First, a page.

The U.S. Department of Transportation issued an Emergency Order on May 7, 2014, to all railroad carriers that transport at least 1,000,000 gallons of crude oil from the Bakken Shale in North Dakota. The order requires that these railroad carriers, within 30 days, notify the State Emergency Response Commission (“SERC”) in each state in which they operate about the expected movement of their trains in the state.
Specifically, the notification must:
(a) provide an estimate of the number of trains that are expected to travel each week through each county in the state;
(b) identify and describe the crude oil expected to be transported;
(c) provide all emergency-response information required by 49 CFR part 172, subpart G related to hazardous materials;
(d) identify the routes over which the material will be transported; and
(e) identify at least one point of contact at the railroad related to the transport of crude oil.
This emergency order comes after the DOT determined that “[t]he number and type of petroleum crude oil railroad accidents . . . that have occurred during the last year is startling, and the quantity of petroleum crude oil spilled as a result of those accidents is voluminous in comparison to past precedents.” These accidents include a derailment in Lynchburg, Virginia, on April 30, 2014; a derailment near Casselton, North Dakota, on December 30, 2013; a derailment near Aliceville, Alabama, on November 8, 2013; and a “catastrophic” accident involving a U.S. railroad company in Lac-Mégantic, Quebec, Canada, on July 6, 2013.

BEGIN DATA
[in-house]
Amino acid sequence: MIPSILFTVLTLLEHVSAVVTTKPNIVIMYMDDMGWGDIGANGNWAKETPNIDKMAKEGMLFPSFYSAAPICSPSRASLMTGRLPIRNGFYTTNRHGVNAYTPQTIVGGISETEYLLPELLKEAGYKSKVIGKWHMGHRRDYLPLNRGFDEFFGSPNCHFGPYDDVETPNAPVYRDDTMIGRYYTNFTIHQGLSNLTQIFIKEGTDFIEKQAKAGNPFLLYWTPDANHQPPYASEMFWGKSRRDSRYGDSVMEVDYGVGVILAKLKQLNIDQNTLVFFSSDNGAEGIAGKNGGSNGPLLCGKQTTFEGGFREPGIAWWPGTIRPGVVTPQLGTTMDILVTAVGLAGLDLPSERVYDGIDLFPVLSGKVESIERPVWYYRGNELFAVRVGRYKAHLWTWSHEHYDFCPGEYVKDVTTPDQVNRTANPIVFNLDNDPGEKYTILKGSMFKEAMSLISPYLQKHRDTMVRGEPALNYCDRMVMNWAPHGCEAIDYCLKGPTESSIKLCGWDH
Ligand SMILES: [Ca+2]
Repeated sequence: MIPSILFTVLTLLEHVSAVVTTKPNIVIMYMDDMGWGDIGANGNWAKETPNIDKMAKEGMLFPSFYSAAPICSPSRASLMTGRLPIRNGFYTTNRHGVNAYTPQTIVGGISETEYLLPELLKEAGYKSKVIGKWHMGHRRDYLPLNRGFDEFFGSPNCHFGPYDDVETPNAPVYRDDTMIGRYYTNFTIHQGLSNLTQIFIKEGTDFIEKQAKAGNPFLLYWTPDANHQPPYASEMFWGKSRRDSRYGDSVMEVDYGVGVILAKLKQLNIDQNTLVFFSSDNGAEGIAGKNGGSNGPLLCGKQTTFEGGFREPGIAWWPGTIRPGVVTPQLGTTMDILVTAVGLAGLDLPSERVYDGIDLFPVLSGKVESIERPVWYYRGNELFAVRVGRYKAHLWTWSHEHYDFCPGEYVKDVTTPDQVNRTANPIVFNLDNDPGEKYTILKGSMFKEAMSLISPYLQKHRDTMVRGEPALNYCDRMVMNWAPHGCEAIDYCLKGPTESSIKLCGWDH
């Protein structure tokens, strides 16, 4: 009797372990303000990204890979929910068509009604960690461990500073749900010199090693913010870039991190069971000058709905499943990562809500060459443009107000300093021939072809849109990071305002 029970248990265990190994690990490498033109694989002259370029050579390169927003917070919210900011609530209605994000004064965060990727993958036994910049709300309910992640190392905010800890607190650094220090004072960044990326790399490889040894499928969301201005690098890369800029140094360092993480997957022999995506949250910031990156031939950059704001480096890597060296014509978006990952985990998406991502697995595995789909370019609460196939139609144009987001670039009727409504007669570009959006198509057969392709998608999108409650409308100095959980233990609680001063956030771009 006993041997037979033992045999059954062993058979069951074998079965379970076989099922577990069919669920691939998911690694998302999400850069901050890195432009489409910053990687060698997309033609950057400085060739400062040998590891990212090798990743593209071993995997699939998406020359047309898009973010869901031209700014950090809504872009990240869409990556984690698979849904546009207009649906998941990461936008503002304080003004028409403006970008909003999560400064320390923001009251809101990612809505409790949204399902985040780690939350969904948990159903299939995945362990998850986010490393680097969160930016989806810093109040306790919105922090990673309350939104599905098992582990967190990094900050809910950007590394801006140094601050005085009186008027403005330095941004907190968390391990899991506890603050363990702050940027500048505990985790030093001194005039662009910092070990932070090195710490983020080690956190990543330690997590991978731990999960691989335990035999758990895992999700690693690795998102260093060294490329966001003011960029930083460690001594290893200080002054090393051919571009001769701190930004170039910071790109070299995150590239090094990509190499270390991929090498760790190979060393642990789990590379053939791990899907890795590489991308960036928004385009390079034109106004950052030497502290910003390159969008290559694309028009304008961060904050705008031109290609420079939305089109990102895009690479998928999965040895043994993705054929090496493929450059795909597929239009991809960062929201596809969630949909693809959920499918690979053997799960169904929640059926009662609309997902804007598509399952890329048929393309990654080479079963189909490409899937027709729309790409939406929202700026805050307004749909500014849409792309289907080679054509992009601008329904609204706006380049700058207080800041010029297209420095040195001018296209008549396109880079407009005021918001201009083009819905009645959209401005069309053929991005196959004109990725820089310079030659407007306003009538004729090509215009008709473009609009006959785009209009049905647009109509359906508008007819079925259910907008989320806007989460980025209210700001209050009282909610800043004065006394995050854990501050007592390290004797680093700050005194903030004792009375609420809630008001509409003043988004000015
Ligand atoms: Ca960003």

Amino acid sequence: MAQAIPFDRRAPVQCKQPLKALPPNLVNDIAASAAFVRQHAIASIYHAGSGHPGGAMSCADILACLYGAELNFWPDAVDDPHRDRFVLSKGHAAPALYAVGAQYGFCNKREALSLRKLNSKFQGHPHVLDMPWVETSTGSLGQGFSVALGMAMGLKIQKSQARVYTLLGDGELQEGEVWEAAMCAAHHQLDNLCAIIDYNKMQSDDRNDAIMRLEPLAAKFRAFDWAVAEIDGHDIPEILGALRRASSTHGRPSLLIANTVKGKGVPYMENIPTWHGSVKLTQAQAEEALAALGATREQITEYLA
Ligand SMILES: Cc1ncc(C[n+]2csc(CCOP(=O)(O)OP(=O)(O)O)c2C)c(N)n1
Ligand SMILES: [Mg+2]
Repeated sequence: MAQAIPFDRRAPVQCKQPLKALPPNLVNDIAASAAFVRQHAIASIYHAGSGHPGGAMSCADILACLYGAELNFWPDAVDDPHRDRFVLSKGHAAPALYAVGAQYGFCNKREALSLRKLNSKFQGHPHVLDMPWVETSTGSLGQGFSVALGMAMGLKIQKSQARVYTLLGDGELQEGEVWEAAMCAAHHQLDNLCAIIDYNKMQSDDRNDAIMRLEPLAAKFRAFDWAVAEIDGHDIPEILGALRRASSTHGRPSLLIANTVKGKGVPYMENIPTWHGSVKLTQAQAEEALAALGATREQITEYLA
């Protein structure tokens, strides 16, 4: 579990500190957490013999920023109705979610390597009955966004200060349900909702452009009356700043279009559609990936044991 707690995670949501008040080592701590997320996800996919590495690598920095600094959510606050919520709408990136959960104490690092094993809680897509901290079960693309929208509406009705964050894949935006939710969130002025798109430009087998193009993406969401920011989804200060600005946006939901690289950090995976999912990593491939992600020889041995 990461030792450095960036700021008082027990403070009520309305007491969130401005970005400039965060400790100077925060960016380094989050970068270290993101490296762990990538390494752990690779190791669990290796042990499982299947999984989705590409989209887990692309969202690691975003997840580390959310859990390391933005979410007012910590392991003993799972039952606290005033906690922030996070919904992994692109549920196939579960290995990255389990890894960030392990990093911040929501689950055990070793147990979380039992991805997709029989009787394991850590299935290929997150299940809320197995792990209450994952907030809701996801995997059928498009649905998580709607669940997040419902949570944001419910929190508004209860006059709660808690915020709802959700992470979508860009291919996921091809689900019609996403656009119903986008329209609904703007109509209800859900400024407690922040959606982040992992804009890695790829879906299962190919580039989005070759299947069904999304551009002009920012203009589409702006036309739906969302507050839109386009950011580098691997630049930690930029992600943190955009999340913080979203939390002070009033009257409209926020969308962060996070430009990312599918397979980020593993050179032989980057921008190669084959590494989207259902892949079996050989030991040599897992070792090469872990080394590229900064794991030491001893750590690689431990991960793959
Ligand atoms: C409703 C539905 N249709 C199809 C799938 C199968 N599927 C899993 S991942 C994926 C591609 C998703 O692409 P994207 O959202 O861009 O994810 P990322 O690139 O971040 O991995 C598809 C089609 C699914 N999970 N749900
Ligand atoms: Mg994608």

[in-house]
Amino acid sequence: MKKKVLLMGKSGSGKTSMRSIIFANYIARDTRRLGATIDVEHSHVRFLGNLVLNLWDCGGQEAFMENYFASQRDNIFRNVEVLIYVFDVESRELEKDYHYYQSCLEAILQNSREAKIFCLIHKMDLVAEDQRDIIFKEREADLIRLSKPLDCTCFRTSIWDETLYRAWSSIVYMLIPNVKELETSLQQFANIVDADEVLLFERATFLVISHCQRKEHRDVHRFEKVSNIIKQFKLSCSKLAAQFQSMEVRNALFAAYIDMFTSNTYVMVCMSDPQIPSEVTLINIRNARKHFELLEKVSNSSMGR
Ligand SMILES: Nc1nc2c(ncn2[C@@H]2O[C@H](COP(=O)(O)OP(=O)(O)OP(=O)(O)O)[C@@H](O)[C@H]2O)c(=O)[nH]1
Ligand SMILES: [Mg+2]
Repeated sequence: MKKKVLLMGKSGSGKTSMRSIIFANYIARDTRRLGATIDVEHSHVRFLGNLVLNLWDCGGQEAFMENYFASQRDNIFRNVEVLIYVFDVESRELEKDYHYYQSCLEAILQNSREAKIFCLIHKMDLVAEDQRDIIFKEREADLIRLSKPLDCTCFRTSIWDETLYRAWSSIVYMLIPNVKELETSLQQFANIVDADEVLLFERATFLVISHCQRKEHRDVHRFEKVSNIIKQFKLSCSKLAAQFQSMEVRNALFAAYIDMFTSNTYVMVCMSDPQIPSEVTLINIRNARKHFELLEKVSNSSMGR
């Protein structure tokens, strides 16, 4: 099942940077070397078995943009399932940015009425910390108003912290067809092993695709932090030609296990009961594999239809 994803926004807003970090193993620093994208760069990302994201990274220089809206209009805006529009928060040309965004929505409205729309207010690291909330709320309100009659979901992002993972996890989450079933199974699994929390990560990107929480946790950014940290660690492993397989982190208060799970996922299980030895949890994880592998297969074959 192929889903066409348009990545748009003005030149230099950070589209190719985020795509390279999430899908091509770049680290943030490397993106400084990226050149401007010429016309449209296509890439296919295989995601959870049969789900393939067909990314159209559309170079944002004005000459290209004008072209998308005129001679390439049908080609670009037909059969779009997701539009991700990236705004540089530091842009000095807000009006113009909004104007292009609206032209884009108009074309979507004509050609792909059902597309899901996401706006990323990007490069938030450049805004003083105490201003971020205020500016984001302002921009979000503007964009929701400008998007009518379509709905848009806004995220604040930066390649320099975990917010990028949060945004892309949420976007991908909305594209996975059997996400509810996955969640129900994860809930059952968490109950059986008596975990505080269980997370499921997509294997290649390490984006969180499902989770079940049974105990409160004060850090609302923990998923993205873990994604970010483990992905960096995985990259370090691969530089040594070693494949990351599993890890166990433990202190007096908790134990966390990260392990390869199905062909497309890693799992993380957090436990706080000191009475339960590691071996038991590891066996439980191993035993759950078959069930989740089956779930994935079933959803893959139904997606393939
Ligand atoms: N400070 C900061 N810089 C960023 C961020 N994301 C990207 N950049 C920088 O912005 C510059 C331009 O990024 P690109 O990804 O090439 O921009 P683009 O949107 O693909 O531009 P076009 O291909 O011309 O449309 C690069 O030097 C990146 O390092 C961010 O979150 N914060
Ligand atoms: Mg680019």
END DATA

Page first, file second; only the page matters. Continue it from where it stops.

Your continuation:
“The safety of our nation’s railroad system, and the people who live along rail corridors is of paramount concern,” said Transportation Secretary Anthony Foxx. “All options are on the table when it comes to improving the safe transportation of crude oil, and today’s actions, the latest in a series that make up an expansive strategy, will ensure that communities are more informed and that companies are using the strongest possible tank cars.”